Living with an addicted individual who refuses to accept that he or she has a problem can be a nightmare scenario. Dealing with the fallout from the addiction is deeply distressing for family members. Even those who do not live with the addict will be negatively affected and may spend large amounts of time obsessing about their loved one and how they can help him or her.
Most family members and friends will try to get their addicted loved one to accept help at one time or another. However, until the addicted individual is ready to recognise his or her own illness and wants to make positive changes, this can be a fruitless endeavour.
Frustration and resentment are two emotions that family members often experience when dealing with an addicted loved one. But do you have to continue in this vein? When it seems as though you have exhausted every avenue with this person, an intervention could be the perfect solution.
What is an Intervention?
An intervention may be the best option if you are dealing with someone who refuses to acknowledge the seriousness of his or her situation. The aim of the intervention is to get the addicted individual to see that the problem exists and to persuade him or her that treatment is necessary. This sounds simple enough, but unless an intervention is carried out correctly, it can be another wasted exercise.
With an intervention, a group of people, including family members, close friends and maybe a family doctor, will have a meeting with the addicted person at which they will talk about the illness and how it has affected each of them personally. Some will ask a professional facilitator to attend, particularly if they believe their addicted loved one will resist the idea of help, or if they believe the meeting has the potential to get out of hand.
The Goal of the Intervention
The ultimate goal of the intervention is to make the addicted individual realise how serious his or her situation actually is and for them to ultimately agree to get help. Many addicts are in denial about their illness and cannot see that it is harming not only themselves but the people they love as well.
With an intervention, family members and friends will take turns to calmly explain the effect of the addiction on their lives. The hope is that the addict will realise that his or her illness is causing pain and suffering to others.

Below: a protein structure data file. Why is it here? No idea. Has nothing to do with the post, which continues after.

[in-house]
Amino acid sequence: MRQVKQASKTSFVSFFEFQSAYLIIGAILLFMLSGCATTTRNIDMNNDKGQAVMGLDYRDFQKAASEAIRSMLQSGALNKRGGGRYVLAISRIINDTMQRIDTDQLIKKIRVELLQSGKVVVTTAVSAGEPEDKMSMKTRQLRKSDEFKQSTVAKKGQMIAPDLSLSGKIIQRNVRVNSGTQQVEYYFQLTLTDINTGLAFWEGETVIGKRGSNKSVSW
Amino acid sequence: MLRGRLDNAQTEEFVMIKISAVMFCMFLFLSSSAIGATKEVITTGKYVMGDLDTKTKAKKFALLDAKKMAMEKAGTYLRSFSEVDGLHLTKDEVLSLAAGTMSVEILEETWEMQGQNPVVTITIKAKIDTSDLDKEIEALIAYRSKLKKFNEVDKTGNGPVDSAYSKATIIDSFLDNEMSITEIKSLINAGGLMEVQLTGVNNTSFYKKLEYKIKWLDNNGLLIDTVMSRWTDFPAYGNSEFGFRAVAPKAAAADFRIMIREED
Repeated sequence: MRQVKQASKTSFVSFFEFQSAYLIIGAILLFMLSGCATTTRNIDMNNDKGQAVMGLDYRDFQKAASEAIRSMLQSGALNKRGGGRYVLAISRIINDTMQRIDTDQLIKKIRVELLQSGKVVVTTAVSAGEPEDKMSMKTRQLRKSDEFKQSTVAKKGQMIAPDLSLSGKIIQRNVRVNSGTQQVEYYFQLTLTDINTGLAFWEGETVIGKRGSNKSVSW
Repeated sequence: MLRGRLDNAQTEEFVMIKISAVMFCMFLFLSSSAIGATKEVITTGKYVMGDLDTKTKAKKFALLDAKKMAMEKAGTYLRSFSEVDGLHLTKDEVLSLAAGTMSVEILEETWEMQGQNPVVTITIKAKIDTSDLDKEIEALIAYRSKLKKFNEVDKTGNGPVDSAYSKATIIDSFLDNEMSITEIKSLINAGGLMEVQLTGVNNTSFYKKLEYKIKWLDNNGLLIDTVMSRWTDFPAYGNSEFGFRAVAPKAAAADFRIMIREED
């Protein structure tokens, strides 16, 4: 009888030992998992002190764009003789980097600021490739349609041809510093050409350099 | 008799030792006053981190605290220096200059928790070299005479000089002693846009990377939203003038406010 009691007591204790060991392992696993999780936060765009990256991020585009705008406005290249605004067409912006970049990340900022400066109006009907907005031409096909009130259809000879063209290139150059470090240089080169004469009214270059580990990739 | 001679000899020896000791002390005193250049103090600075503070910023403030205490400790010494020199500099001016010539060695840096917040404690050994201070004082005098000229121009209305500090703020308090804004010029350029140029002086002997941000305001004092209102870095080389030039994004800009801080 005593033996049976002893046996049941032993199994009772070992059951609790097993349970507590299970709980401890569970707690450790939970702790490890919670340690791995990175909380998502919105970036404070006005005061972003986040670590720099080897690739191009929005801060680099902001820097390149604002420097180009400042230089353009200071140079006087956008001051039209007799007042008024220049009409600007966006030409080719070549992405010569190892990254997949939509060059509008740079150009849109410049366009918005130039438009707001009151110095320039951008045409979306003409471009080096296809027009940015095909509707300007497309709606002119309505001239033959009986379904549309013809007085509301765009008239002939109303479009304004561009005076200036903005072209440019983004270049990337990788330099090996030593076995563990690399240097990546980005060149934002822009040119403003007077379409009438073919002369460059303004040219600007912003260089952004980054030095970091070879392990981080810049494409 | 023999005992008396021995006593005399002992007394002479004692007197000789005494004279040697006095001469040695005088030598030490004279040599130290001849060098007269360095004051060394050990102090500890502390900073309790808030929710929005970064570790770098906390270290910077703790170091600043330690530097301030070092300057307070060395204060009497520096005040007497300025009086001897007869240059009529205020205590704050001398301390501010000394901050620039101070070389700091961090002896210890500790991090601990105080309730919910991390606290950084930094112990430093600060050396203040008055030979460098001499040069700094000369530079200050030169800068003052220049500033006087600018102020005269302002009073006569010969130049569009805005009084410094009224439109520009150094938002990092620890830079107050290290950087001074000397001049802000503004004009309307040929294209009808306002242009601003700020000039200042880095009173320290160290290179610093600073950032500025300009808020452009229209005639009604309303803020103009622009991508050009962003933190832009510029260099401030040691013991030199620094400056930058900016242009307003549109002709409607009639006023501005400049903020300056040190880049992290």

Around ninety per cent of interventions are successful when it comes to getting an addict to accept his or her illness and to agree to treatment. Not only are interventions useful for getting addicts into treatment, but they are also therapeutic for family members who can open themselves up and air their grievances in a controlled environment.
Although some interventions are unsuccessful, they still give the family members and friends a sense of accomplishment in the fact that they have at least tried their best to get their loved one into rehab. Staging an intervention, even an unsuccessful one, means that family members and friends have done absolutely everything in their power to help the person they love to be freed from addiction.
Should You Consider an Intervention?
Staging an intervention for an addicted loved one will depend on a number of factors. In most cases, it could be a good idea to stage one if the affected individual is refusing to accept that addiction is a problem. If there is nothing else that will motivate the person to seek treatment, an intervention might be the best option.
Nonetheless, an intervention will work best if you have evidence to show the addicted person how his or her illness is affecting others. If the addiction has not yet caused problems for other family members, the intervention may not be as effective.